• Prognosis - untreated, periodontal disease can lead to permanent damage to the periodontal ligament and alveolar bone. There may be recurrent gum abscesses or detachment of the gum from the tooth with the formation of periodontal pockets. Progressive deepening of periodontal pockets and recession of the gums can lead to drifting and loosening of the teeth, with loss of multiple teeth.



A severe form of periodontists (formerly known as early-onset periodontists) occurs in patients (usually under the age of 35) who are otherwise clinically healthy. It tends to be associated with Actinobacillus actinomycetemcomitans. There is rapid loss of dental attachments with loss and destruction of bone. Familial aggregation may suggest a genetic predisposition or a poor family tradition of attention to dental hygiene.
Periodontal surgery
In the early stages of periodontal disease, attention to dental hygiene will suffice. Eating less refined carbohydrate and stopping smoking will also help. Scaling and root planing will also help but surgery may be necessary.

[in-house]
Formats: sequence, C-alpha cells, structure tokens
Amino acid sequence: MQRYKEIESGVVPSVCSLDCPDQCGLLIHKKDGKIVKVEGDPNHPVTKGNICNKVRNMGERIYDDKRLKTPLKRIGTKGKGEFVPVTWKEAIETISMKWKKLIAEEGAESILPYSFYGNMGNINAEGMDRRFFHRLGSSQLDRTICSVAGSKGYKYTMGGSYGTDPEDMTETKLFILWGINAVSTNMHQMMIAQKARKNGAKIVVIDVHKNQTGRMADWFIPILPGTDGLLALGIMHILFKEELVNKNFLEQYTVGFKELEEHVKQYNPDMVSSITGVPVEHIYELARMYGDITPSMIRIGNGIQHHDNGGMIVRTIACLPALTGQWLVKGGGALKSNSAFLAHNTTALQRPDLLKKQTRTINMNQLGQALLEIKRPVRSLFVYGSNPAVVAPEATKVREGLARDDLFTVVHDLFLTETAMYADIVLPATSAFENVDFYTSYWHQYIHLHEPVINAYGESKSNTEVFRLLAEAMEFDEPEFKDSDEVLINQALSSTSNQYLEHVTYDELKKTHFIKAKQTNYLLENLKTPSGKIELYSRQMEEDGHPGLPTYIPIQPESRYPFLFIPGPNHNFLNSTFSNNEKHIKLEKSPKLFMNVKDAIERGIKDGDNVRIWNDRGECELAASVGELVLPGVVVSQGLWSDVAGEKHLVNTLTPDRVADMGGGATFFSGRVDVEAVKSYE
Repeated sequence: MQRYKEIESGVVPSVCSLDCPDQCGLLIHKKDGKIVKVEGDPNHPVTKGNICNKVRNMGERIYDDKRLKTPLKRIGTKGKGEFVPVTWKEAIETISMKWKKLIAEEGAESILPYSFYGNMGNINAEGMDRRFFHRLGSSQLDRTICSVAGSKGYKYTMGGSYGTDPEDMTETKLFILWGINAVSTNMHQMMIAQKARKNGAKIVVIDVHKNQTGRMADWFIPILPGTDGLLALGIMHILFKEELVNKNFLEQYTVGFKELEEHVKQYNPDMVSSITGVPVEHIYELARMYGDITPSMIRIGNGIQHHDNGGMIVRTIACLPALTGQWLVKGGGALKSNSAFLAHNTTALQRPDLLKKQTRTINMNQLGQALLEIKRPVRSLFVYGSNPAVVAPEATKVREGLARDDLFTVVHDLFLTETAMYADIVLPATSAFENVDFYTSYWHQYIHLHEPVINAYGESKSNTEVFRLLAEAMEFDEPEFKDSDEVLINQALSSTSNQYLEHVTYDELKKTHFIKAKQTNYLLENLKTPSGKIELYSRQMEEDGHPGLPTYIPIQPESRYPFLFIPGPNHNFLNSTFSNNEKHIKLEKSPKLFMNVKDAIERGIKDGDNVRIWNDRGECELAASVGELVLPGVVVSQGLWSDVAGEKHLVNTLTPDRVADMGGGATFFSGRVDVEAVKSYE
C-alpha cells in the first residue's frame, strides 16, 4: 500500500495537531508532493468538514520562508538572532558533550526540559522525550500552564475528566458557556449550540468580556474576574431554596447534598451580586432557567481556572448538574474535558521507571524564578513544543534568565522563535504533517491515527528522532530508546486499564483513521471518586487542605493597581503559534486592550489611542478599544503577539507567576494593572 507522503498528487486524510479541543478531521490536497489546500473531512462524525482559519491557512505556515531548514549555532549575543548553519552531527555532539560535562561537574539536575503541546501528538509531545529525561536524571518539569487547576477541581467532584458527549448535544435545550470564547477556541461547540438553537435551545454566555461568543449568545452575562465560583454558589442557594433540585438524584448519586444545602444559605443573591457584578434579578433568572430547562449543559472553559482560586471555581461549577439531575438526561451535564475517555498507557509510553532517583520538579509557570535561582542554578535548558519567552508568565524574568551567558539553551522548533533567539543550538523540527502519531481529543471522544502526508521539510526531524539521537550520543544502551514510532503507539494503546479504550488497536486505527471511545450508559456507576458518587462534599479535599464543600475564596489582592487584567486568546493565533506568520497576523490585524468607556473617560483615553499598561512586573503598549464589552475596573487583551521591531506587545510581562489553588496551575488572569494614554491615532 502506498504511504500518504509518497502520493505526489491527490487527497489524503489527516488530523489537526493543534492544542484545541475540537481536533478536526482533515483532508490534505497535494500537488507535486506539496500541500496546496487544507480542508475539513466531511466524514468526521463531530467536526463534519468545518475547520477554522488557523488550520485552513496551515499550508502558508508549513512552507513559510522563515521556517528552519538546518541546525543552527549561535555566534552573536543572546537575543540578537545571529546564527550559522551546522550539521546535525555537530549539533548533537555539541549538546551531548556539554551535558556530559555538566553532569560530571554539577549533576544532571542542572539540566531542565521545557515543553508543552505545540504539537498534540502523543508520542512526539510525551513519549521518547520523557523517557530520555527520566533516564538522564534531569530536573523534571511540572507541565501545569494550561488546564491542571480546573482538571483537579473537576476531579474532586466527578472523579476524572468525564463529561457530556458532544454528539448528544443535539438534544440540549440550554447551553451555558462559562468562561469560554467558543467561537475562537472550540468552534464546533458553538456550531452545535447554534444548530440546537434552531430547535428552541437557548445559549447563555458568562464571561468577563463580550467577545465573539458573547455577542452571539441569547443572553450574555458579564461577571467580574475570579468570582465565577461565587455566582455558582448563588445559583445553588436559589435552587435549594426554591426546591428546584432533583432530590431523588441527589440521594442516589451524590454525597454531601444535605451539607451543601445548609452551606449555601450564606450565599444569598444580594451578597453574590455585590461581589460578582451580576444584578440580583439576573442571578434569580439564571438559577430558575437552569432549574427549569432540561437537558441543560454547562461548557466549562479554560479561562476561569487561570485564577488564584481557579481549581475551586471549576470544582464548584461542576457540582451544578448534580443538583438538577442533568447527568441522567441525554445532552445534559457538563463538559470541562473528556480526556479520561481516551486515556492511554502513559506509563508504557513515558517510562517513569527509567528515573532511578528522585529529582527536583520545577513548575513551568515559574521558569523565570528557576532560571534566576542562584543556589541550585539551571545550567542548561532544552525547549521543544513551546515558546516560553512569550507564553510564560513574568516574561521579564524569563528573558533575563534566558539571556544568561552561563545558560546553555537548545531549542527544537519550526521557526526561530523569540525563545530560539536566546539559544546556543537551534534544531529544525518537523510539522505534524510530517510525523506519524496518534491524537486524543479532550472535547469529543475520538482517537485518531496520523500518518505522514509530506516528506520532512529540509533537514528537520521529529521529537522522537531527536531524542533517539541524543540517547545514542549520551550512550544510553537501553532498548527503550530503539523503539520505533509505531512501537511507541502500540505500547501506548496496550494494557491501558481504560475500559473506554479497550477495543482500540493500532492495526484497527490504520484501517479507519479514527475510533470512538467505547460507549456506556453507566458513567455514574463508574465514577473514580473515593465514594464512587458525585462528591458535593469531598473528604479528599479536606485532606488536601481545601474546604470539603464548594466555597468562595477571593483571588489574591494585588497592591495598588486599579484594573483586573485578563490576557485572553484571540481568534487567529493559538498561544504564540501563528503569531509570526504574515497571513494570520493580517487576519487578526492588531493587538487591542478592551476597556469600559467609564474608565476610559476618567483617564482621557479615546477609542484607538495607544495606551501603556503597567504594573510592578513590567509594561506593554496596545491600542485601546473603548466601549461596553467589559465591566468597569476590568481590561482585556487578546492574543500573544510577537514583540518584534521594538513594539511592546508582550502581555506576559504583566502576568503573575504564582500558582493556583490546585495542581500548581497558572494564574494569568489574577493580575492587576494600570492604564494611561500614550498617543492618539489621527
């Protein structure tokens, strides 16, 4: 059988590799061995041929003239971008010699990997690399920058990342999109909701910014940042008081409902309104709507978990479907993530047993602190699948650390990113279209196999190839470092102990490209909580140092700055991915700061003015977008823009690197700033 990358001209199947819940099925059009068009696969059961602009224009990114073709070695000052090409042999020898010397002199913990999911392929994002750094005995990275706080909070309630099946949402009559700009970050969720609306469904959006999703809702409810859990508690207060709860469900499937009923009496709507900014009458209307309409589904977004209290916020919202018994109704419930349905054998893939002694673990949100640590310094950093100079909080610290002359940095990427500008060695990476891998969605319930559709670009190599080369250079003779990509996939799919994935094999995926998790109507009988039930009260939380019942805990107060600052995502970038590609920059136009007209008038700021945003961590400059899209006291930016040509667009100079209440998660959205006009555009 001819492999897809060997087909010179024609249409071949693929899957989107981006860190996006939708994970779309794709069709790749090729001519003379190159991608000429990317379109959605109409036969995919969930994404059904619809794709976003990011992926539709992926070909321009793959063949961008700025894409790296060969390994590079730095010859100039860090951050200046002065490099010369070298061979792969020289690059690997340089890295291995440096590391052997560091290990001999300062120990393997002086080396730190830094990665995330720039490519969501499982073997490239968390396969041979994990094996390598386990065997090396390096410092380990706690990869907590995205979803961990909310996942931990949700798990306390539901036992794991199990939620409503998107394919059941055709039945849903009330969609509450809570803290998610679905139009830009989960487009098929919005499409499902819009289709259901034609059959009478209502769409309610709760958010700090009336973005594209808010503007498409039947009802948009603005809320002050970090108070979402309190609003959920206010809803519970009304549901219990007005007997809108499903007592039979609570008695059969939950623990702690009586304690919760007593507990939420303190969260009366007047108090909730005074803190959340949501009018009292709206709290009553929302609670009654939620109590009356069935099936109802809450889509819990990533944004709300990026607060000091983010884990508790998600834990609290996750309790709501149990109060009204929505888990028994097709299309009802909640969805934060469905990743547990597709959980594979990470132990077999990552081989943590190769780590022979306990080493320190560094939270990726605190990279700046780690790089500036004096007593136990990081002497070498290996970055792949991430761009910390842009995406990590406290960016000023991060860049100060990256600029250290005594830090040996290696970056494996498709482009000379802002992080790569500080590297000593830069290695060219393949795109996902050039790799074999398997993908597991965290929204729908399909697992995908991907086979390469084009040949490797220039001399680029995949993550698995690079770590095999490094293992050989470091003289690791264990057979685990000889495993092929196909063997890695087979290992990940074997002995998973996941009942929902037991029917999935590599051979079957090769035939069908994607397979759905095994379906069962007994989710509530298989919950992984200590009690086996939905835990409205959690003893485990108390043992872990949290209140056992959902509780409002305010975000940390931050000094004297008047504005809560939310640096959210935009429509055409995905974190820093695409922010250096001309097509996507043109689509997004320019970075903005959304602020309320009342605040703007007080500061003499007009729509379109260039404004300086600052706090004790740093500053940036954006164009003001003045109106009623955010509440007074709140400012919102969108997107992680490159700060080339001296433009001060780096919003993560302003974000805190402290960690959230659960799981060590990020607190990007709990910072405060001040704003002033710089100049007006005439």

There are 4 types of periodontal surgery:
  • Pocket reduction surgery - folds back the gum tissue and removes the bacteria before securing the tissue into place. In some cases, irregular surfaces of the damaged bone are smoothed to limit areas where bacteria are sequestered. This allows the gum tissue to reattach to healthy bone.
  • Regenerative procedures - these fold back the gum tissue and remove the bacteria. Membranes, bone grafts or tissue-stimulating proteins can be used to encourage the ability to regenerate bone and tissue.
  • Crown lengthening - is a procedure to remove excess gum and bone tissue to reshape and expose more of the natural tooth. This can be done to one tooth, to even the gum line, or to several teeth to expose a natural, broad smile. It is a restorative or cosmetic dental procedure. If the tooth is decayed or broken below the gum line, or has insufficient tooth structure for a restoration, it can be extracted and a bridge can be used.